By The Nation
“They won’t be typical toilets you can see everywhere,” said Army spokesperson Colonel Winthai Suvaree. “We believe that our donators wish everything in the park to be magnificently built, to be worthy of royalty.”
The facility will also be essential for welcoming thousands of visitors coming to the Prachuap Khiri Khan-based park each day, Winthai said.
The procurement process also followed a high standard and is transparent, he assured.
The Army Chief General Chalrmchai Sittisart asked: “How can it be wrong to build toilets and shops?”
Last December, the Army hired a private company to construct a building consisting of 52 restrooms, and five rooms for shops.
Now 80 per cent completed, the project is expected to be open next February.
The construction is subsidized by the Rajabhakti Park Foundation under Royal Patronage of HRH Crown Prince Maha Vajiralongkorn, according to the name registered in January last year.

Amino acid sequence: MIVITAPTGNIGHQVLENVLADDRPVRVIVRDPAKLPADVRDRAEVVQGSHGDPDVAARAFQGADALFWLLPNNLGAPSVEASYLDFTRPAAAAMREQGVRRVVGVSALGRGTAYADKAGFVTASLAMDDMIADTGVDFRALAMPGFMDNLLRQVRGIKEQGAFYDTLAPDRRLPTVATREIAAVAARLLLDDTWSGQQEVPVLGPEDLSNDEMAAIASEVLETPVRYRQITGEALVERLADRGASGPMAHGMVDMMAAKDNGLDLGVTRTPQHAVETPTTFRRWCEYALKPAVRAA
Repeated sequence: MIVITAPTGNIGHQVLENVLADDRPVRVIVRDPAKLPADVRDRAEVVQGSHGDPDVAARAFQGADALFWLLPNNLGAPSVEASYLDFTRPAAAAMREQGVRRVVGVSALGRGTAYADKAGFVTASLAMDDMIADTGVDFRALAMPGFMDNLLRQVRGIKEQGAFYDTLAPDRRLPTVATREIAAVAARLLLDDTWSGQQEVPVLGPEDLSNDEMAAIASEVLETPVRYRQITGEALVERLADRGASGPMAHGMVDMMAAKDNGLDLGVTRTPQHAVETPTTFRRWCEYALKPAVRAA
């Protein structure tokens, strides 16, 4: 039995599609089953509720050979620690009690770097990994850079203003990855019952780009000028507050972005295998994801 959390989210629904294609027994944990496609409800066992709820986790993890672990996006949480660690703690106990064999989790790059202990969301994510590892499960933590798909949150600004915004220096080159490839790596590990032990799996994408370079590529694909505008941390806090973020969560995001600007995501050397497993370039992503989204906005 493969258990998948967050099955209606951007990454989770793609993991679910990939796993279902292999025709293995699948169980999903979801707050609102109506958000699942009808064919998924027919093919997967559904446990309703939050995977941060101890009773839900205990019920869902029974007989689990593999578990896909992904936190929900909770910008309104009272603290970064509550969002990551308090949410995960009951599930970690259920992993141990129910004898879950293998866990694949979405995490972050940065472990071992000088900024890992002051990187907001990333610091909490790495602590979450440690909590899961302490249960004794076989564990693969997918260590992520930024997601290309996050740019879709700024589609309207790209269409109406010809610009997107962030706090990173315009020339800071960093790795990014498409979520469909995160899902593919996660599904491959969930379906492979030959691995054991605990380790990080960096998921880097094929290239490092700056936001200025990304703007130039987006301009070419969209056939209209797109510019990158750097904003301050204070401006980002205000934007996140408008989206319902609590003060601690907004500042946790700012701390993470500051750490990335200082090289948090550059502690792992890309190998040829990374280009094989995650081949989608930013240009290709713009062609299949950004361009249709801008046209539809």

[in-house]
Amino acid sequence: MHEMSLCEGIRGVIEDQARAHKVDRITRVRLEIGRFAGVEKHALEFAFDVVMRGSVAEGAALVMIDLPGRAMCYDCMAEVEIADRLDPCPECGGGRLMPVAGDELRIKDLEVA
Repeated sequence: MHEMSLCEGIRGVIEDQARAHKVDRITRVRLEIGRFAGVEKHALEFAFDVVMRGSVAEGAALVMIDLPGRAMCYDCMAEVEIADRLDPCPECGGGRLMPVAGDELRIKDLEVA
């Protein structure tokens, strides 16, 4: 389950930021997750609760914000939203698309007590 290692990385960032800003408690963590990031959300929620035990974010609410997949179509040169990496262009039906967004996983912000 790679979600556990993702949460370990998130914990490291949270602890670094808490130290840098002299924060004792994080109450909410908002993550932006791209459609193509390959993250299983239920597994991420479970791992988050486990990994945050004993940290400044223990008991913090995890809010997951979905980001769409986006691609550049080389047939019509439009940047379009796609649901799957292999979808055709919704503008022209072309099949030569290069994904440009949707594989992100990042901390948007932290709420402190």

When opened in 2015, the park itself faced controversy for alleged irregularities in construction budgets. Seven statutes of historical Thai Kings are the park’s key feature, and the budget for each king’s statue was set at Bt50 million, while the foundry said that a statue was actually worth Bt1 million.
Decorative palm trees were also set budgeted at Bt100,00 each. The palm breeder later revealed that the trees were actually donated.
The National Anti-Corruption Commission concluded that the royal project correctly followed all regulations in its September 2016 decision.